Alcohol Problems

Alcoholism is defined as an addiction to the consumption of alcoholic liquor or the mental illness and compulsive behavior resulting from alcohol dependency.

alochol-problem-genesisHave you lost the ability to control your drinking? Do you feel as if you’re getting worse instead of better? Attempting to limit the number of drinks; vowing to never drink alone or in the morning? Have you tried to stop drinking and can’t? If you are honest with yourself then you will know it’s time to make a change.

Alcoholism is a treatable condition that has short-term and long-term ramifications that can occur from abuse. Some of the short-term effects include restlessness, blurry vision, reduced brain activity and slow reaction time. Long term effects of alcoholism can potentially be deadly, as individuals can experience brain defects, heart problems, permanent vision damage and an increase risk of cancer. If you experience any of these symptoms it is imperative, you seek help immediately.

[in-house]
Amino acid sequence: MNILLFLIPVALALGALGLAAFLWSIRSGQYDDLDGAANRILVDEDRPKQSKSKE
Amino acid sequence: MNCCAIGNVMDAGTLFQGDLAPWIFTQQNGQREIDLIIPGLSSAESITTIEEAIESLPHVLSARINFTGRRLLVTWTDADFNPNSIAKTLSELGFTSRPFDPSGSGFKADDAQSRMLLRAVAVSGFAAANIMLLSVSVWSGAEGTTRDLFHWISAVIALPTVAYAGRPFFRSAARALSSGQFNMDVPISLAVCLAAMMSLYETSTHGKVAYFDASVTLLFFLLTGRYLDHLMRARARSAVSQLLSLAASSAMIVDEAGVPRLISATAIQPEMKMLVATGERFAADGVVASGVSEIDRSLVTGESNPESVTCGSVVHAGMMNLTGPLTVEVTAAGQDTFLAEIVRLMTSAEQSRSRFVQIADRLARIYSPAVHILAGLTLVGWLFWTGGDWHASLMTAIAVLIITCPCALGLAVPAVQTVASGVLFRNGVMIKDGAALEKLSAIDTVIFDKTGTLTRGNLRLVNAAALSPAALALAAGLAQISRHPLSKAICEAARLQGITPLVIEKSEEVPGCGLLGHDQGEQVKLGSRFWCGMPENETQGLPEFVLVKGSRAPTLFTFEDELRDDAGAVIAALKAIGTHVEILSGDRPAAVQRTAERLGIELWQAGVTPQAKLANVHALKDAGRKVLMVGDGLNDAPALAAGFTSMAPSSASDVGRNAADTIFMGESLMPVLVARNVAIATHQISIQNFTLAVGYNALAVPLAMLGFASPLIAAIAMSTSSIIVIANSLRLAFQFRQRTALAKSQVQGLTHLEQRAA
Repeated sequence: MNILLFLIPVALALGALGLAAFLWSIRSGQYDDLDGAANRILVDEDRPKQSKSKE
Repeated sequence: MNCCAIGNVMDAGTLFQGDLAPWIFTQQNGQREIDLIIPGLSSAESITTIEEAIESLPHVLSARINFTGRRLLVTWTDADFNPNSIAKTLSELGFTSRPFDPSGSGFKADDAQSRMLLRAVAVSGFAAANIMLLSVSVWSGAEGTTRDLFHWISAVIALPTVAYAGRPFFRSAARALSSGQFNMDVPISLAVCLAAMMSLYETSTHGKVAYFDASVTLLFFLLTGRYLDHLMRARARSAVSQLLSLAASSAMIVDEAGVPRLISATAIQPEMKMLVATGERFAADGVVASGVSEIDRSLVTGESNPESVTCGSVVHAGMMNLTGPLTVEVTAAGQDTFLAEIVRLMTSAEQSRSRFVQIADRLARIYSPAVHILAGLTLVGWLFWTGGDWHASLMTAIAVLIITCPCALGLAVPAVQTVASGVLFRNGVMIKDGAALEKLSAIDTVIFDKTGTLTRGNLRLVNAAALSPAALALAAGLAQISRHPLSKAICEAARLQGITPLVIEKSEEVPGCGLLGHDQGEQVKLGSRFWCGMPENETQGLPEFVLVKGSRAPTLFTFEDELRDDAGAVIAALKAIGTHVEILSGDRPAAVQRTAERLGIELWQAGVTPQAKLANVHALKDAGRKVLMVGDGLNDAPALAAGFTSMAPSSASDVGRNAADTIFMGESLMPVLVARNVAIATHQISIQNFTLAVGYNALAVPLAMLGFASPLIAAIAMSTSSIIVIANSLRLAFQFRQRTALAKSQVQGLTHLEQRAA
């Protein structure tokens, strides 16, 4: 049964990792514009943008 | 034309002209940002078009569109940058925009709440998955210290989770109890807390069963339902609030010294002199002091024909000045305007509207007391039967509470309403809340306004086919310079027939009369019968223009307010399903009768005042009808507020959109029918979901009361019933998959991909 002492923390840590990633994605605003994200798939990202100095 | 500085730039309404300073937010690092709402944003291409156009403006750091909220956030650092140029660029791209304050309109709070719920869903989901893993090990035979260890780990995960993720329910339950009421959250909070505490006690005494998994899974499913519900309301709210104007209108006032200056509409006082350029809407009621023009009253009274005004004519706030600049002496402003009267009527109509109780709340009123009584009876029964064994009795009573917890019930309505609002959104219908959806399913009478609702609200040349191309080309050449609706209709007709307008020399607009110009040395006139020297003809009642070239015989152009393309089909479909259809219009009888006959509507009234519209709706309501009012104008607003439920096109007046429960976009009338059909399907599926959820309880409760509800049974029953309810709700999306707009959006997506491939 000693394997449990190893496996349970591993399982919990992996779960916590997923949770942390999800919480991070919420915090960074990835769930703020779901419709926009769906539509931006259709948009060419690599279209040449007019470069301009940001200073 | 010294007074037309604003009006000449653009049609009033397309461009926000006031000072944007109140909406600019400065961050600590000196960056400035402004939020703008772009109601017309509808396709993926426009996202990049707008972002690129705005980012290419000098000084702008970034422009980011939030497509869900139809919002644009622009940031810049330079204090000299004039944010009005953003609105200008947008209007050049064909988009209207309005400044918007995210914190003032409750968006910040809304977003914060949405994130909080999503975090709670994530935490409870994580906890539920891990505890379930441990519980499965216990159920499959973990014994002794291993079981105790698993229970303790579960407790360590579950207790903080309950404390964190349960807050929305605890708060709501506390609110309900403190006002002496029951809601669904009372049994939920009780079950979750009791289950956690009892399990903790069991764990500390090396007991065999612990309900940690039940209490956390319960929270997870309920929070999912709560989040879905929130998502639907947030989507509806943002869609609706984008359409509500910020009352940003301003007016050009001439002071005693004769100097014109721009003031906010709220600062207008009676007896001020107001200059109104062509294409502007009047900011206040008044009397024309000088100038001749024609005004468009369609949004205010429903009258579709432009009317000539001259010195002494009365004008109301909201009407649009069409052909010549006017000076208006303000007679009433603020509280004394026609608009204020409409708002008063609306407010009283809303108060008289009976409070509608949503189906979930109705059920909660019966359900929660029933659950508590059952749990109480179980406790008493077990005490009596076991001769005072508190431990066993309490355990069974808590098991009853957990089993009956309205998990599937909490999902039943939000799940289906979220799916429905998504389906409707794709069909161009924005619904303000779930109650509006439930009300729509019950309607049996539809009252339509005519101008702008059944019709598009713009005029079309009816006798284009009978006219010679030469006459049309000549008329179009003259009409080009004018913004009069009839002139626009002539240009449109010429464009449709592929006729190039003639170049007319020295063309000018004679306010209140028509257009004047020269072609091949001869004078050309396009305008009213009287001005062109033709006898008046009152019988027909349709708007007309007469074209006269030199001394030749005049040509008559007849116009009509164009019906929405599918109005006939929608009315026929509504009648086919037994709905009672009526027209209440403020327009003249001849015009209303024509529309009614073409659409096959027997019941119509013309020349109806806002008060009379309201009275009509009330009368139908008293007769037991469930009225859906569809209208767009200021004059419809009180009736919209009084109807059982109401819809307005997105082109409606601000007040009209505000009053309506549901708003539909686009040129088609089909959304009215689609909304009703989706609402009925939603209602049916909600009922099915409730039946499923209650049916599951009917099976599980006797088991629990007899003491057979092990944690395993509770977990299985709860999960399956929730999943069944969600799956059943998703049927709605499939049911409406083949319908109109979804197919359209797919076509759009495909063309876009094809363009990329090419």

There are three steps in alcoholism treatment: Detoxification, Rehabilitation, and Maintenance.

Detoxification is a regimen or treatment intended to remove toxins and impurities from the body. Depending on the severity of alcohol abuse, withdrawal symptoms such as headaches may arise and last weeks after starting detoxification. However, medical professionals may supply individuals with medication to cope with these symptoms.

Rehabilitation programs attempt to teach the client new methods of interacting in a drug and alcohol-free environment. Clients are generally encouraged, or possibly even required, to not associate with peers who still use the addictive substance. Twelve-Step programs encourage addicts not only to stop using alcohol or other drugs, but to examine and change habits related to their addictions. For legal drugs such as alcohol, complete abstention—rather than attempts at moderation, which may lead to relapse—is also emphasized (“One is too many, and a thousand is never enough.”)

The maintenance recovery process involves support groups, and exit planning, to assist the client with life-long sobriety.

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